Zena Cole of Oregon relaxes at Pearson Metropark with the bronze medal she won in the discus throw at the 2012 Paralympics in London, which led to a meeting with President Obama and the First Lady.
the blade/zack conkle
It has been a busy August and September for Zena Cole.
The Oregon resident competed in the Paralympic Games in London, where she won a bronze medal in the discus, and followed that up with a visit to the White House with Team USA, where she met President Obama, First Lady Michelle, and Vice President Joe Biden.
She captured the bronze this month with a discus throw of 5.29 meters, which set an American record in the quadriplegic women's category. In achieving the record, she surpassed the U.S. record she had set last year at the Parapan American Games, where she won gold.
At 55, Ms. Cole is the oldest member of the 19-member women's Paralympic track and field team.
"I've been having a fantastic time," she said of her recent whirlwind life.
Her time in the United Kingdom was not all devoted to athletics. Before moving into the Olympic Village, she stayed at Lakenheath Air Force Base in Suffolk, the largest U.S. Air Force base in Britain. She also was able to visit some of England, including Cambridge, which she liked a lot except for the cobblestone walks and lack of curb cuts, which made getting around in her motorized wheelchair a challenge.
Her room in the Olympic Village, which she shared with another wheelchair user, was similarly not designed with the handicapped in mind, but she emphasized that she had no complaints. "It was all good. You didn't spend much time in the rooms," she said.
Her first competition was in the club, the Paralympic equivalent of the hammer throw. She finished 11th. "The competition was pretty good. But it taught me some good lessons for the next one, which was the discus throw," she said.
The winning discus throw was a meter more than hers. A British athlete took the gold, while the silver went to a woman from Ireland.
Ms. Cole acknowledged she had butterflies at the Games, and not just because of the high quality of the athletes. "You worry about being in another country and whether they would cheer for you," she said. "They did. The crowd didn't care where you were from. The people were so welcoming. It was terrific."
The closing ceremony featuring Cold Play, Rihanna, and Jay-Z "was spectacular," she said.
Ms. Cole contracted polio when she was 18 months old. She had been vaccinated, but doctors told her family her body had rejected the vaccination. She was in a iron lung until age 4, then wore braces and used crutches until she was 12. She always loved sports and was able to play baseball and skateboard even as a disabled child.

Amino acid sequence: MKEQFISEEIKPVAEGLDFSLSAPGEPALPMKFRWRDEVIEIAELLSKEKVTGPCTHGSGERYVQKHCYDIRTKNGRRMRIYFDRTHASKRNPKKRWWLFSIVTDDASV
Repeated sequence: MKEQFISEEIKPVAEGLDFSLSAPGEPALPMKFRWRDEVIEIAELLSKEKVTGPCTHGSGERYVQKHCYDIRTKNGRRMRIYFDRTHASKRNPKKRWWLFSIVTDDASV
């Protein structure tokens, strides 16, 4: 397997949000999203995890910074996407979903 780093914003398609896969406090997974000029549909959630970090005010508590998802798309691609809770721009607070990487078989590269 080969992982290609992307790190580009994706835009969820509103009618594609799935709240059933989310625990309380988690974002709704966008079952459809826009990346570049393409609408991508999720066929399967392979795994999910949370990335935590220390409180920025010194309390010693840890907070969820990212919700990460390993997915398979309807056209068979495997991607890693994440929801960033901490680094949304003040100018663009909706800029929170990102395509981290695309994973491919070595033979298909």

In 1991, she came down with postpolio syndrome, a condition that afflicts many polio survivors years after their initial attack. She experienced pain and a further weakening of her muscles.
Today, she has no use of her legs or right arm and gets around in a motorized wheelchair and converted van. Her competitive throwing is done with her left arm. She had to retire on disability from her job with the Ohio Bureau of Vocational Rehabilitation after the onset of the postpolio syndrome. She qualified for Team USA in 2010.
During her stint in London, she had three avid fans back home following the Paralympics on a live Internet stream: her daughters Britenee and Kalee Callihan, 14 and 15, respectively, who stayed with her friend Deb Henneman.
"We were screaming when they announced her," Britenee said.
The frosting on the cake of her whole Paralympian experience was the visit to the White House, where a reception was held on the front lawn. She said the Obamas came across as a regular husband-and-wife team.
"They were awesome. They made a point of shaking everyone's hand. It was all about us. They are really down to Earth when you're face to face with them.
"Michelle was very interested in a black Lab assistance dog with one of the athletes," she said. "She was immediately attracted to it."
Another pleasure of the White House visit, she added, was its total handicapped accessibility.
"They had ramps built around everything. It was great."